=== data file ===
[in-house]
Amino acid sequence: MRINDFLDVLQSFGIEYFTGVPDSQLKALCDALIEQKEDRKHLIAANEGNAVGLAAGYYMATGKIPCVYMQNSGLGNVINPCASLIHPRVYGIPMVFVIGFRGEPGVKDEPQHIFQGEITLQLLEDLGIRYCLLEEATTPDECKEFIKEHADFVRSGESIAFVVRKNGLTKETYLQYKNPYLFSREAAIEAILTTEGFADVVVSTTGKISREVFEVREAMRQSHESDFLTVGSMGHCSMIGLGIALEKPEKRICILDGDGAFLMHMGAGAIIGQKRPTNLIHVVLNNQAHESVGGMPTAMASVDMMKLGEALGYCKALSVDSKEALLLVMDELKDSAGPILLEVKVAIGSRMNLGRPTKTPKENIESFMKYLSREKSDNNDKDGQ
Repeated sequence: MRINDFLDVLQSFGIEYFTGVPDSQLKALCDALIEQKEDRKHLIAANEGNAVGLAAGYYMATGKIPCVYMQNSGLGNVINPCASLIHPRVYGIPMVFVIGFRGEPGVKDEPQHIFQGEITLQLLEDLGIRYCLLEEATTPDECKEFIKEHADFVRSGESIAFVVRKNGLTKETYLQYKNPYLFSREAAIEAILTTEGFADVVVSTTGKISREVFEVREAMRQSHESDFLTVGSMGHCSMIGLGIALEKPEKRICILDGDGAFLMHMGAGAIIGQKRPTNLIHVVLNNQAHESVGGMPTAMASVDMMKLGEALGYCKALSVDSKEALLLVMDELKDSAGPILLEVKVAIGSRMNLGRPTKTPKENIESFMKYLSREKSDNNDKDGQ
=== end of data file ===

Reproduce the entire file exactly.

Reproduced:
[in-house]
Amino acid sequence: MRINDFLDVLQSFGIEYFTGVPDSQLKALCDALIEQKEDRKHLIAANEGNAVGLAAGYYMATGKIPCVYMQNSGLGNVINPCASLIHPRVYGIPMVFVIGFRGEPGVKDEPQHIFQGEITLQLLEDLGIRYCLLEEATTPDECKEFIKEHADFVRSGESIAFVVRKNGLTKETYLQYKNPYLFSREAAIEAILTTEGFADVVVSTTGKISREVFEVREAMRQSHESDFLTVGSMGHCSMIGLGIALEKPEKRICILDGDGAFLMHMGAGAIIGQKRPTNLIHVVLNNQAHESVGGMPTAMASVDMMKLGEALGYCKALSVDSKEALLLVMDELKDSAGPILLEVKVAIGSRMNLGRPTKTPKENIESFMKYLSREKSDNNDKDGQ
Repeated sequence: MRINDFLDVLQSFGIEYFTGVPDSQLKALCDALIEQKEDRKHLIAANEGNAVGLAAGYYMATGKIPCVYMQNSGLGNVINPCASLIHPRVYGIPMVFVIGFRGEPGVKDEPQHIFQGEITLQLLEDLGIRYCLLEEATTPDECKEFIKEHADFVRSGESIAFVVRKNGLTKETYLQYKNPYLFSREAAIEAILTTEGFADVVVSTTGKISREVFEVREAMRQSHESDFLTVGSMGHCSMIGLGIALEKPEKRICILDGDGAFLMHMGAGAIIGQKRPTNLIHVVLNNQAHESVGGMPTAMASVDMMKLGEALGYCKALSVDSKEALLLVMDELKDSAGPILLEVKVAIGSRMNLGRPTKTPKENIESFMKYLSREKSDNNDKDGQ